- Autologous sling-In this type of surgery, the sling is made from a strip of your own tissue (autologous) taken from the lower abdomen or thigh. The ends of the sling are stitched in place through an incision in the abdomen.
To use your own body tissue for a sling, an additional incision is made in the lower belly or in the thigh to collect tissue that will used for the sling. A specialist may be needed to provide this option (it’s not as common as mid-urethral synthetic sling surgery). Autologous sling surgery is usually done through a cut in the bikini line. Or it can be done making a cut over the thigh. The surgery is most often done in less than 2 hours. This surgery does require more time to recover than a mid-urethral sling surgery. There are additional risks associated with this type of surgery. Talk with your surgeon about them.
Bladder Neck Suspension
Bladder Neck Suspension is also called Retropubic Suspension, Colposuspension or Burch Suspension.
In this surgery, sutures are placed in the tissue along the side of the bladder neck and urethra and attached to a ligament along the pubic bone. This supports the urethra and sphincter muscles to prevent them from moving downward and accidentally opening. There are certain risks with this surgery, as with all surgery, that should be discussed before making your decision. The surgery can be done open or laparoscopically under general anesthesia in less than a few hours. it requires more time to recover than mid-urethral sling surgery.
Surgery for Men with SUI
There are surgical options specifically for men with SUI. Talk with your healthcare provider to find out which treatments may work for you.
The most effective treatment for male SUI is to implant an artificial urinary sphincter device. This device has three parts:
- A fluid-filled cuff (the artificial sphincter), surgically placed around your urethra.
- A fluid-filled, pressure-regulating balloon, inserted into your belly.
- A pump you control inserted into your scrotum.
The artificial urinary sphincter cuff is filled with fluid which keeps the urethra closed and prevents leaks. When you press on the pump, the fluid in the cuff is transferred to the balloon reservoir. This opens your urethra and you can urinate. Once urination is complete, the balloon reservoir automatically refills the urethral cuff in 1-3 minutes.
Artificial sphincter surgery can cure or greatly improve urinary control in more than 7 out of 10 men with SUI. Results may vary in men who have had radiation treatment. They also vary in men with other bladder conditions or who have scar tissue in the urethra.
Male Sling for SUI
Similar to female mid-urethral slings, the male sling is a narrow strap made of synthetic mesh that is placed under the urethra. It acts as a hammock to lift and support the urethra and sphincter muscles. Most commonly, slings for men are made of surgical mesh. The surgical incision to place the sling is between the scrotum and rectum.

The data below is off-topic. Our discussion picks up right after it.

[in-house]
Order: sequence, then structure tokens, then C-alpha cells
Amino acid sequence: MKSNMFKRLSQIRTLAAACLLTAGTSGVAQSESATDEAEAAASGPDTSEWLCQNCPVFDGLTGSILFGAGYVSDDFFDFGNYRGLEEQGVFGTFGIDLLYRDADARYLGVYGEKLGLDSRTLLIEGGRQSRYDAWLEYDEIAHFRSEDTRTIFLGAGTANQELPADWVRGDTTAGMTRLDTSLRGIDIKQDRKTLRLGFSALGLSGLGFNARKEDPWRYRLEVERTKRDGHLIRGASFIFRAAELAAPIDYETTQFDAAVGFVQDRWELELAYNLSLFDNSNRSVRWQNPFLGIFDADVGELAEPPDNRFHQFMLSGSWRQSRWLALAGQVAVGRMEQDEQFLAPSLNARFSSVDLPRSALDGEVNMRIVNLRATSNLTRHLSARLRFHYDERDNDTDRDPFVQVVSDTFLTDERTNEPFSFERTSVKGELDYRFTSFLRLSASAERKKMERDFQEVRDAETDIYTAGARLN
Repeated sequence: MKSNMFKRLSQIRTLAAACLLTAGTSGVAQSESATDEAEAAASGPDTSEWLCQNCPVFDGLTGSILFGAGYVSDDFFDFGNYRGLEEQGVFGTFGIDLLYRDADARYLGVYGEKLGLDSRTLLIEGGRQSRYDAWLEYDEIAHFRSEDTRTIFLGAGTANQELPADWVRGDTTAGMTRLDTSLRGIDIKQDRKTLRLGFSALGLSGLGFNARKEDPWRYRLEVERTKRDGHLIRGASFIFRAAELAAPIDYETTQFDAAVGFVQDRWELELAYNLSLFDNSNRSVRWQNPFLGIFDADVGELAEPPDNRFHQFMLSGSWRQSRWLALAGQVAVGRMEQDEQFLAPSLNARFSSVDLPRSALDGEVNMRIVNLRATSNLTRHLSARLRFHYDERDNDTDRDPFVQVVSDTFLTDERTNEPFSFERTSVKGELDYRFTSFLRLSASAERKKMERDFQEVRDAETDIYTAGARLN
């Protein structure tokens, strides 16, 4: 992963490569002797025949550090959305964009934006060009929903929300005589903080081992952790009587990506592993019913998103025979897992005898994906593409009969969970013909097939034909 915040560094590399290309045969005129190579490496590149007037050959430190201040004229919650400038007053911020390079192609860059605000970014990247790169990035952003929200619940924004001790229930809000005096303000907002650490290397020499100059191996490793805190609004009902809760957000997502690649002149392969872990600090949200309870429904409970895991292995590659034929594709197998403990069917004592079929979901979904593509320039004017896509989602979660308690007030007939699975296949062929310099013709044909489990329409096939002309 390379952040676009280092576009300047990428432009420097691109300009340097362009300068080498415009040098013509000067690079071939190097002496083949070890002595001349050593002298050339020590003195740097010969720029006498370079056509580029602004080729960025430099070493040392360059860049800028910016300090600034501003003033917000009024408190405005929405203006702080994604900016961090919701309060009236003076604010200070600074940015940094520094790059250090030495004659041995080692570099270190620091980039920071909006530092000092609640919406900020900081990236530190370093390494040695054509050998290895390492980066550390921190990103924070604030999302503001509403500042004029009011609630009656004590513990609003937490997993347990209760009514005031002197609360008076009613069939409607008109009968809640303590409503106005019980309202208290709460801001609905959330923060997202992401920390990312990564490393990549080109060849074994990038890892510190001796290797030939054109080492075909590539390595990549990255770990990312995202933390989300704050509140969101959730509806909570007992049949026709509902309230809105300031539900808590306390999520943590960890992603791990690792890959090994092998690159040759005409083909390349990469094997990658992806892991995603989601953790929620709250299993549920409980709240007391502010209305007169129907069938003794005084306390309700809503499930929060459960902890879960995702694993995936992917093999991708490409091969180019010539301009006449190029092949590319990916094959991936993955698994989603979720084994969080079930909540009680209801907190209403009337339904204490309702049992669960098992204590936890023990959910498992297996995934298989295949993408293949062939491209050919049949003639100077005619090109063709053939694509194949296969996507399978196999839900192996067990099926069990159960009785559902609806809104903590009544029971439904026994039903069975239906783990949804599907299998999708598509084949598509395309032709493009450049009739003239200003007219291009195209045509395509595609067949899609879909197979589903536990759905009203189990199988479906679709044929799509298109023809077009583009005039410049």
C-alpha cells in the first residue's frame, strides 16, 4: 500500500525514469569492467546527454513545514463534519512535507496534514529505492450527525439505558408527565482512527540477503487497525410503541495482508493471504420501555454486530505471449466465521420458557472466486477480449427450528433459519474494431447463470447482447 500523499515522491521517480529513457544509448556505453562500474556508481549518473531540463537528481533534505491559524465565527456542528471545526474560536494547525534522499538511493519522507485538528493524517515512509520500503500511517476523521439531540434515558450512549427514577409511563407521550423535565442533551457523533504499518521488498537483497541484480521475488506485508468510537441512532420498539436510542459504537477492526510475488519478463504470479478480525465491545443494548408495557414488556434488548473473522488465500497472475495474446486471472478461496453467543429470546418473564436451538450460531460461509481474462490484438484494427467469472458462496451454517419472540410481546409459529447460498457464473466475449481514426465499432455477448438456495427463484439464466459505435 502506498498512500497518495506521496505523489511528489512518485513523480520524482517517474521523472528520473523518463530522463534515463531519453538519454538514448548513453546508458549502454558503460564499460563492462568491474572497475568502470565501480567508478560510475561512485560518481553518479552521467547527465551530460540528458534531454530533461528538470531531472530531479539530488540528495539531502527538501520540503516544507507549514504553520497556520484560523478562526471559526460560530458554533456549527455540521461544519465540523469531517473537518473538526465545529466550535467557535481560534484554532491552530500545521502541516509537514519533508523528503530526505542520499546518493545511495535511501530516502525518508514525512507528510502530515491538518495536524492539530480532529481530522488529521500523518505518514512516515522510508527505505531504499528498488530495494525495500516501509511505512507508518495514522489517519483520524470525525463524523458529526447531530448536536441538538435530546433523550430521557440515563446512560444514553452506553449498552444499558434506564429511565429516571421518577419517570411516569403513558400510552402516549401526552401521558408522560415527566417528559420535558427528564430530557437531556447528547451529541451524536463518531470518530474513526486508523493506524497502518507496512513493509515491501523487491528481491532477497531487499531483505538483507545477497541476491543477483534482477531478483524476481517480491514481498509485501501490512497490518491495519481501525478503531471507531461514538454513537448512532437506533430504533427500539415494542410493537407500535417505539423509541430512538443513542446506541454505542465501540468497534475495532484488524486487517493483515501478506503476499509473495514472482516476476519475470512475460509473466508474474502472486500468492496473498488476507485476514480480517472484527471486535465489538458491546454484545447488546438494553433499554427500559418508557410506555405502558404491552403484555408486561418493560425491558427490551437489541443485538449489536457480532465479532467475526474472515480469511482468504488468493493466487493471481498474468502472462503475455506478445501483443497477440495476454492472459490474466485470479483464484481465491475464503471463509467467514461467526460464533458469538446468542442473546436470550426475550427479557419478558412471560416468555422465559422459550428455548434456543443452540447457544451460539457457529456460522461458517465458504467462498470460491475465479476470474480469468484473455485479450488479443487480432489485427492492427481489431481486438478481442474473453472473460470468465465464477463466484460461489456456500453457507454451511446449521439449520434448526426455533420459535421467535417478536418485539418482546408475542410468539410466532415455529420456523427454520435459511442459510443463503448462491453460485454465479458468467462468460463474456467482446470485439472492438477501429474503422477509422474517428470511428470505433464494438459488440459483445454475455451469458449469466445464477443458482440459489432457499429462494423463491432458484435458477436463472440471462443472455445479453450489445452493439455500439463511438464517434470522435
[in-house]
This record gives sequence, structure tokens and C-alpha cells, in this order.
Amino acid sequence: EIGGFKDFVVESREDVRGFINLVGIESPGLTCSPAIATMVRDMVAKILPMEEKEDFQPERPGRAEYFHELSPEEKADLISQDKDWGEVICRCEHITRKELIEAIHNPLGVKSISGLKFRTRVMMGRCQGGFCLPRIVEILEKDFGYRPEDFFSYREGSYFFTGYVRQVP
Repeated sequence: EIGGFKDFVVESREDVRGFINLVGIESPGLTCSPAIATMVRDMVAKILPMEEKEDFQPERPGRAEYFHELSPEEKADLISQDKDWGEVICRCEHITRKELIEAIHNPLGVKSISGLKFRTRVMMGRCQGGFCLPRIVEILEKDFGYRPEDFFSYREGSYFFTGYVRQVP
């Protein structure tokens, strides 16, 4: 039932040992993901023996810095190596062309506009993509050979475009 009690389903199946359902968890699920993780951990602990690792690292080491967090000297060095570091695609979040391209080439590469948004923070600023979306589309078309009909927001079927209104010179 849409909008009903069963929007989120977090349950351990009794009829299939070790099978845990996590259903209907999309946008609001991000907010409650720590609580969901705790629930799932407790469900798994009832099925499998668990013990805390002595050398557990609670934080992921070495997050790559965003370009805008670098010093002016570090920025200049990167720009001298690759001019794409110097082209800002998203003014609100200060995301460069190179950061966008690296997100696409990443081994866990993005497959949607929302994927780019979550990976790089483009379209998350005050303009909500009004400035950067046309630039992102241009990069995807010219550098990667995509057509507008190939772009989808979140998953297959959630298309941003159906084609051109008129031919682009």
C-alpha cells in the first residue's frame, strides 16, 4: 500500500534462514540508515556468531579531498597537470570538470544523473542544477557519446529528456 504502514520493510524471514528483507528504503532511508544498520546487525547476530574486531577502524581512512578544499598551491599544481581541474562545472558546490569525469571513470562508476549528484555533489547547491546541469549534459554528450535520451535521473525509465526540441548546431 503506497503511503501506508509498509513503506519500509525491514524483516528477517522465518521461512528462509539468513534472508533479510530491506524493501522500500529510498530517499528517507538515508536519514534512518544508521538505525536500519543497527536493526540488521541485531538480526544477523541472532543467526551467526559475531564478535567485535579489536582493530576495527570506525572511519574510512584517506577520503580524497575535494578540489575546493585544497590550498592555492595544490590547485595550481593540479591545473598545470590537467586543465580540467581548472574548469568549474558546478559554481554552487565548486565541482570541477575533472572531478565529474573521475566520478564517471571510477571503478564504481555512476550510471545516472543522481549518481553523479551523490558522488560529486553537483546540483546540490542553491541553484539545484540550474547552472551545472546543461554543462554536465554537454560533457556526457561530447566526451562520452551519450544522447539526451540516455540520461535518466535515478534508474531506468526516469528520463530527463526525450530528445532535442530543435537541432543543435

The male sling is most often used in men with mild to moderate SUI. It is less effective in men who have had radiation therapy to the prostate or urethra, or men with severe incontinence.
The goal of any treatment for incontinence is to improve your quality of life. Surgical treatments usually work, especially when combined with lifestyle changes. Make sure you rest for a few weeks to allow for recovery and healing.
Common sense and care will help the benefits of these surgeries last for a long time. Continue with daily Kegel exercises to maintain pelvic muscle strength. Ideally, you should maintain a healthy weight. A large amount of weight gain or activities that strain your belly and pelvis can harm surgical repair over time.
Stay in touch with your healthcare provider/surgeon about follow-up care. Typically, you will be asked to visit your surgeon between six weeks and six months after surgery for a follow-up visit. Your bladder may also be tested to see how well its releasing urine and if urine remains in the bladder after going to the bathroom. If leaking symptoms remain or if you have any pain, let your surgeon know right away.
In most cases, great improvements and even the cure of all leaks are possible for people who choose SUI surgery Keep in mind that the medical devices implanted with surgery may need adjustments over time.
Questions to ask your healthcare provider when being diagnosed:
- What is causing my urine leakage problem?
- Do you think that I have SUI?
- What have my test results showed?
Questions to ask your healthcare provider about non-surgical treatment:
- What are my treatment choices, other than surgery?
- Are there any risks to vaginal inserts?
- Do you recommend one option for me over another?
- Will non-surgical treatment be enough for me?
Questions to ask about surgery:
- What are my surgery choices?
- What surgery do you recommend for me and why?
- How likely is each option going to cure or improve my leaks?
- What are the risks of sling surgery?
- How long will this treatment last?
- For slings: what type of sling material is the best choice for me and why?
- Is this surgery covered by my insurance?
- How many of these surgeries have you done, and how many do you perform yearly?
- What happens if I don’t do this surgery now?
- Is any testing needed before surgery?
- Can you explain the test results to me?
- What kind of anesthesia will I need for this surgery?
- Should I get a second opinion? Why or why not?
- How will I feel right after my surgery? In the first week? From then on?
- What is the recovery time?
- Will I be limited in any way and for how long? Can I drive?
- When can I go back to work?
- What can I do to improve my quality of life now?